I know you're scared and unsure of everything right now. But you're a strong person, Fred, resilient and adaptable. You will get through this. We both will. So my final advice to you is to make the most of it. Have a great life as Fred.
Until we meet again.
The bundled material was velvety black, shot through with silver, and was the softest thing she had ever felt. Somehow it made her think of `home' wherever that was. Inside was a silver filigree egg or perhaps it was a flower bud. It was beautiful, whatever it was. Like the key earlier the metal was warm to her touch and there was a sense of something almost alive about it.
Fred sat the object on the table. Somehow it kept itself upright. She stroked down one of the filigree like petals and to her surprise the bud opened up, the edges peeling back as if it was a flower opening. She heard music and it started to glow softly with a silvery pink light. She felt happy and sad and loved and lost and a thousand other emotions that she had no name for. Somehow it reminded her of everything she had lost and everything she had to live for.
Time passed. How much she wasn't sure. The music died away, the light faded and the flower shape closed back up into a bud again. No, bud was the wrong word. Seed.
"That was beautiful," Ace said softly from the doorway. "Something from home?"
"I think so," Fred said hesitantly. There was an initial engraved on the side of the bud, an `R' so ornately decorated you had to look very hard to see it. She wondered if it was the same `R' who had written the letter.
No that wasn't it. It was strange this not knowing and yet knowing.
"How do you know when you don't know something?" she asked aloud.
"Sorry, that's far too philosophical for me," Ace laughed. "Look, that looks like it's a family heirloom or something probably really valuable and far too portable to leave out in the open. I'll show you where you can keep it safe."
She crossed to the corner of the room behind the door into the bathroom and peeled back the edge of the carpet. Part of one of the floorboards looked slightly newer than the others and didn't fit perfectly. Ace teased it up revealing a metal box beneath with a keypad set into the surface. "It's a lock box," she said. "Like they have in bank vaults. You'd pretty much have to take up the whole floor to get it out now." She pressed a code and the lid popped up. She reached inside and took out a black leather pouch and a metal canister. "I can stow this stuff somewhere else for now. I've cancelled my code. Put whatever you want in here, shut the lid again, put in your code, press enter, zero twice then put in your code again and press enter. That secures it to your personal code."
She straightened up, smiled brightly at Fred. "I just came to check if there was anything else you needed before I head off to bed. Are you going to be okay?"
"I think so, yes," Fred smiled.
"Good night then " Ace hesitated then leant forward, brushed her lips against Fred's. "Sleep well. If you need anything in the night, just shout okay?"
Before Fred had chance to reply, she was gone.
The kiss hadn't been repeated in the days since but Fred was increasingly aware that she would like it to happen again.
The back room of the shop was occasionally hired out to various groups. A writers group met Wednesday afternoons, a read-a-long-a three year old group Thursday mornings and a University of the Third Age book club took over the room on Friday afternoons. A D&D group met there most Saturdays; the first time Fred saw one of the role-players in full Troll get-up she seriously thought aliens had landed.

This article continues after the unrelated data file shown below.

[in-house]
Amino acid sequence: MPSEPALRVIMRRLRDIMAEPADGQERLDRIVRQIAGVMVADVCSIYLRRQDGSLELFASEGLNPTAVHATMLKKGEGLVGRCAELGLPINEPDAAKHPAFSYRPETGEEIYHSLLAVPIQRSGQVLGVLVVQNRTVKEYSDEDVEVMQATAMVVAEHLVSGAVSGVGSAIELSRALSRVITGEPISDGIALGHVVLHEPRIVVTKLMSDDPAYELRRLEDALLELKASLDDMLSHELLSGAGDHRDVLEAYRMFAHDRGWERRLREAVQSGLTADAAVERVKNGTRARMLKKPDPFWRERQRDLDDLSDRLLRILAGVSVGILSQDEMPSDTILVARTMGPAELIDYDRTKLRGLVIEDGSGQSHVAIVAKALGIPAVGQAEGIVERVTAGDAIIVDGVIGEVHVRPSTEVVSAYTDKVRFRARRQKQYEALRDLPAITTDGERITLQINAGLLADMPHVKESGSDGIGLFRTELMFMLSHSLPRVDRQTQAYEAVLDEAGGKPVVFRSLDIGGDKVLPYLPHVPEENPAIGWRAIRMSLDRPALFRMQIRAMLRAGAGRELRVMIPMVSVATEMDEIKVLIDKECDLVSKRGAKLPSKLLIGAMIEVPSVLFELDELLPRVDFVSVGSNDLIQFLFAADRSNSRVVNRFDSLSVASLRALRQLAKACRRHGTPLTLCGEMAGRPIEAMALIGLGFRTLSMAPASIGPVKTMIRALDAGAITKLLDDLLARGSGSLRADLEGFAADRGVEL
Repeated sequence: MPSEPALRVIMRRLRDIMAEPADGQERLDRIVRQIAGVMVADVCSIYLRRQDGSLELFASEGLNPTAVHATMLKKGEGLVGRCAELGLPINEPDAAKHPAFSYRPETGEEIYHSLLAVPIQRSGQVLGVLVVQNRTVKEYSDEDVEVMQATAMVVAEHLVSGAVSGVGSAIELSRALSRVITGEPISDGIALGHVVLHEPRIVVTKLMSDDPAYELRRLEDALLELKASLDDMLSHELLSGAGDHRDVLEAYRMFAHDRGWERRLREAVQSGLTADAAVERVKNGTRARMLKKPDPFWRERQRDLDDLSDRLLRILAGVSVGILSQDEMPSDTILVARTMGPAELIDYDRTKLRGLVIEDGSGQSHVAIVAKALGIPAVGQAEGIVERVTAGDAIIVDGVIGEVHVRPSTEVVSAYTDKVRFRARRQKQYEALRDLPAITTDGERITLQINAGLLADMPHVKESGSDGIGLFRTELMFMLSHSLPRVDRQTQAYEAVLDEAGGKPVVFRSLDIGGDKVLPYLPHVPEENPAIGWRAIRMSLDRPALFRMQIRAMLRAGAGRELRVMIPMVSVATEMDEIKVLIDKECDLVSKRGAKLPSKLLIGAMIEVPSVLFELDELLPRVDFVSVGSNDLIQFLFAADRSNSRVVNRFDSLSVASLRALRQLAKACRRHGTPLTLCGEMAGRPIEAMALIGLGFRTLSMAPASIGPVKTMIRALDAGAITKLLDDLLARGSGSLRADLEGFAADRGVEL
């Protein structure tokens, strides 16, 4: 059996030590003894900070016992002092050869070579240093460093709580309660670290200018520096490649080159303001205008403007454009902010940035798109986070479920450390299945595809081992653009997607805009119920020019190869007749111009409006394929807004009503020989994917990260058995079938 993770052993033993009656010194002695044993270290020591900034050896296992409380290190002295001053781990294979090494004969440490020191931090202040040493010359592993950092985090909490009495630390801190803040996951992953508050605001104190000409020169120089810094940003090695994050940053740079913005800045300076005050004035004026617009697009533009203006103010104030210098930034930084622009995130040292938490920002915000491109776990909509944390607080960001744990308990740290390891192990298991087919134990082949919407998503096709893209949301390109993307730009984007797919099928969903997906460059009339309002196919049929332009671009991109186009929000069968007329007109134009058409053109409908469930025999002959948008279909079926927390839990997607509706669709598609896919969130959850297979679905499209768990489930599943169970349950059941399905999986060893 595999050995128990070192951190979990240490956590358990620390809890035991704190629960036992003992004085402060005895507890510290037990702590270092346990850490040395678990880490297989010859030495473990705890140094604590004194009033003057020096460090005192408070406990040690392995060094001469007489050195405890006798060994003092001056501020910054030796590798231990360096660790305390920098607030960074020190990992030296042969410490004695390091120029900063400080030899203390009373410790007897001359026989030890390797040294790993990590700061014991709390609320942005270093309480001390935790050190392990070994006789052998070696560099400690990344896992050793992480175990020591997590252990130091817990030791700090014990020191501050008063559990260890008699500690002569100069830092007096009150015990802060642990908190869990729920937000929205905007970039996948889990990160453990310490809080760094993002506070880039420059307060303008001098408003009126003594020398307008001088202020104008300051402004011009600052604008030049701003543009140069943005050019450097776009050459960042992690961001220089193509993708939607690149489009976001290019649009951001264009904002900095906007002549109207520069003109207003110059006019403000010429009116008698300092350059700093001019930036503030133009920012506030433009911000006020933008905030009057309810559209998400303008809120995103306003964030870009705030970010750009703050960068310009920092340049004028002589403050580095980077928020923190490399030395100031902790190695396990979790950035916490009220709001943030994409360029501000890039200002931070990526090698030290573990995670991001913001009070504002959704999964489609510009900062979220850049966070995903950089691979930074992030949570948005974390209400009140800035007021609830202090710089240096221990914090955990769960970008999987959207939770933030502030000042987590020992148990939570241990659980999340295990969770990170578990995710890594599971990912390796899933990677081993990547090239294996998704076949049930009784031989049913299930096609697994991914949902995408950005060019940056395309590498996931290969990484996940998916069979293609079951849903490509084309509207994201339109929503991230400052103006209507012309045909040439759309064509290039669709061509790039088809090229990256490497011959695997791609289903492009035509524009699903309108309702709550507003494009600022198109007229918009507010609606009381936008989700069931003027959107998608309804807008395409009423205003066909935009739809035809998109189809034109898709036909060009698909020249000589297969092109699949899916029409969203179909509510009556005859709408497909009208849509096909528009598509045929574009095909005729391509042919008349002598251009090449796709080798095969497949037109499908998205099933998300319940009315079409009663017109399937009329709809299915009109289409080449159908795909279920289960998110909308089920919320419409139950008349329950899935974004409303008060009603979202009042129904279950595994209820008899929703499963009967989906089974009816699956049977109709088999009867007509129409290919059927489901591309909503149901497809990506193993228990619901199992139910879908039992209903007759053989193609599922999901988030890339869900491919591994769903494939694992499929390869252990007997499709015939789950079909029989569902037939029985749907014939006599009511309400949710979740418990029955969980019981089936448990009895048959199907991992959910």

Ogron. Maybe Judoon.
The headpiece lifted up his head piece revealing the all-too human face beneath. "Sorry Fred, didn't mean to startle you. Just finished making this last night wanted to show off to the guys." She recognized him as the guy who got seriously tweaked if the second hand novelisations of original Star Trek got mixed in with those for Next Gen and Voyager or God Forbid, Enterprise. Both Sally and Larry had assured her that the RPG'rs were harmless. Mostly. And entirely human.
"The shop's staying open late tonight," Sally told her as they were opening up the shop on Tuesday. "The group that's meeting well, Ace is a member as well, so you might as well stay around as well, get a lift home again with her. Actually, you might find the meeting interesting."
Fred looked in the diary. "F.o.t.D," she read aloud. She knew that Ace was involved in various activist groups, anti-war, anti-nuclear, environmentalist concerns and figured it was one of those. As long as it didn't get too preachy, she might actually learn something.
Ace arrived just after five to help Larry set up the back room. "Sarah rang me earlier, said she'd be here tonight," she told Sally before glancing over at Fred. "It's about time you met Sarah Jane. She started this group originally."
"This group " Fred said slowly. "F.o.t.D what does it stand for? What are you meeting about?"
"It's kind of a support network," Ace said. "You'll see. They're a nice bunch." She finished setting up her laptop. Fred knew she wasn't working on all cylinders exactly but she was painfully sure that Ace had just avoided answering her question.
Fine. There were several boxes of new books in the stock room needed adding to the inventory. She could get that done whilst they were having their stupid meeting.
By six thirty there were twelve people sitting in the back room drinking the wine that an elderly couple called the Chestertons had brought and nibbling on the snacks and sandwiches that other people in the group had come supplied with. Fred doggedly continued with her inventory of the new stock trying not to listen to the buzz of conversation and occasional bouts of laughter coming from the other room. Occasionally words filtered through, most meant nothing to her but one or two sent shivers down her spine. Tardis. Skaro. Dalek.